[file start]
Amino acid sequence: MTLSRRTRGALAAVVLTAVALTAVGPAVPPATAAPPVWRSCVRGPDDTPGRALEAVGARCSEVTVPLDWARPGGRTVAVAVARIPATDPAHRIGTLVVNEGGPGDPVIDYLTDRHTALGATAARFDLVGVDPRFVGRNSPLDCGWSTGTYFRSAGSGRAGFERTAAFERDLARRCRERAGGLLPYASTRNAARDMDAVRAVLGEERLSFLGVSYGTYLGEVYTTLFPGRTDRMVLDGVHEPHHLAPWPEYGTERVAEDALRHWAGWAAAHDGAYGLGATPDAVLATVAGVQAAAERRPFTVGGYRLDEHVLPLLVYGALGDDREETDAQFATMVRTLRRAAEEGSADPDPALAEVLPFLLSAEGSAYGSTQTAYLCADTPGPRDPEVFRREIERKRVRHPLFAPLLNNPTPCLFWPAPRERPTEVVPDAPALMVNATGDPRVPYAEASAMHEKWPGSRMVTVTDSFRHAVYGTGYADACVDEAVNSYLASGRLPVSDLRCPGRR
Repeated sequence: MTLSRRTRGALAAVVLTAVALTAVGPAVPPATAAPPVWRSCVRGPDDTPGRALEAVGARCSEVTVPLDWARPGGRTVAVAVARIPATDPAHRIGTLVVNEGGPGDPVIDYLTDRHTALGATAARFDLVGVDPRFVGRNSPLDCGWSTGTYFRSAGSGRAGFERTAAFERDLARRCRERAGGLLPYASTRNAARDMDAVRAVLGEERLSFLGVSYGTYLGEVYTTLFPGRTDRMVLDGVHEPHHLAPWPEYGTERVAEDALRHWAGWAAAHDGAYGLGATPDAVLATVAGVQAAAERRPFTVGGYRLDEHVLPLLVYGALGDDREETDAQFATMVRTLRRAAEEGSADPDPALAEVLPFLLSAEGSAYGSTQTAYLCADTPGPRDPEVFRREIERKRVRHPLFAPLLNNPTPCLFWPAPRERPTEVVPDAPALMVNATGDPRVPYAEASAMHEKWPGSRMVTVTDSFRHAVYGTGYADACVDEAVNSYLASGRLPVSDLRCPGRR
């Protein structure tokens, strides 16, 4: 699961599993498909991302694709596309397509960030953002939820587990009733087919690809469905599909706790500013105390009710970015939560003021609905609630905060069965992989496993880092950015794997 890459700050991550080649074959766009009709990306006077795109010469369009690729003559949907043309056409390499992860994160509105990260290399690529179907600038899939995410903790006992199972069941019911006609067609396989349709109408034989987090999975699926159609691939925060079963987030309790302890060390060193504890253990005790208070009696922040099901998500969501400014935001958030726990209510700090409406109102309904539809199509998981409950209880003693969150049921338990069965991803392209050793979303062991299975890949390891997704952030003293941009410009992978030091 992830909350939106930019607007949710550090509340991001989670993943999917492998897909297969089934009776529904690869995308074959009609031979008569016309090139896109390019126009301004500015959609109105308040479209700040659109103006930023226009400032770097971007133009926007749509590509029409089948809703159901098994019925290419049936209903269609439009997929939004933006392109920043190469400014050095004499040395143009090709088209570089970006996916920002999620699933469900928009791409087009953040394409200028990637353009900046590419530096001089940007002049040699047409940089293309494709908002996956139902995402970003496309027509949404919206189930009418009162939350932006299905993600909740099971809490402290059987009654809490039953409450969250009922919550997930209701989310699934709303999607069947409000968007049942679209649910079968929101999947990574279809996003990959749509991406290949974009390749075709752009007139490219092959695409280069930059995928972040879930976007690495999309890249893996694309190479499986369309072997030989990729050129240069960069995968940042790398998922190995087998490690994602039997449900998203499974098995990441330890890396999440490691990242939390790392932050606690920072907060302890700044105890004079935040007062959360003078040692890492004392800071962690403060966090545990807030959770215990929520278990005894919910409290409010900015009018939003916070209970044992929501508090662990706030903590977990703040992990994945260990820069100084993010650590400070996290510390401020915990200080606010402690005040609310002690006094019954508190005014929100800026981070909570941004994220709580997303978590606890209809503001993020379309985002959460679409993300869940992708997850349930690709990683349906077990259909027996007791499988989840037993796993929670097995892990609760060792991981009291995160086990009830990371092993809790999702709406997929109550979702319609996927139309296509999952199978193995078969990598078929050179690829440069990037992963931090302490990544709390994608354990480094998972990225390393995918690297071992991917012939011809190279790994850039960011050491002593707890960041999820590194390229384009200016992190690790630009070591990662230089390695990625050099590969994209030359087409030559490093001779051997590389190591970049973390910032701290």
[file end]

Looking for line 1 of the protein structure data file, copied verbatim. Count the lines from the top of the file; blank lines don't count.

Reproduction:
Amino acid sequence: MTLSRRTRGALAAVVLTAVALTAVGPAVPPATAAPPVWRSCVRGPDDTPGRALEAVGARCSEVTVPLDWARPGGRTVAVAVARIPATDPAHRIGTLVVNEGGPGDPVIDYLTDRHTALGATAARFDLVGVDPRFVGRNSPLDCGWSTGTYFRSAGSGRAGFERTAAFERDLARRCRERAGGLLPYASTRNAARDMDAVRAVLGEERLSFLGVSYGTYLGEVYTTLFPGRTDRMVLDGVHEPHHLAPWPEYGTERVAEDALRHWAGWAAAHDGAYGLGATPDAVLATVAGVQAAAERRPFTVGGYRLDEHVLPLLVYGALGDDREETDAQFATMVRTLRRAAEEGSADPDPALAEVLPFLLSAEGSAYGSTQTAYLCADTPGPRDPEVFRREIERKRVRHPLFAPLLNNPTPCLFWPAPRERPTEVVPDAPALMVNATGDPRVPYAEASAMHEKWPGSRMVTVTDSFRHAVYGTGYADACVDEAVNSYLASGRLPVSDLRCPGRR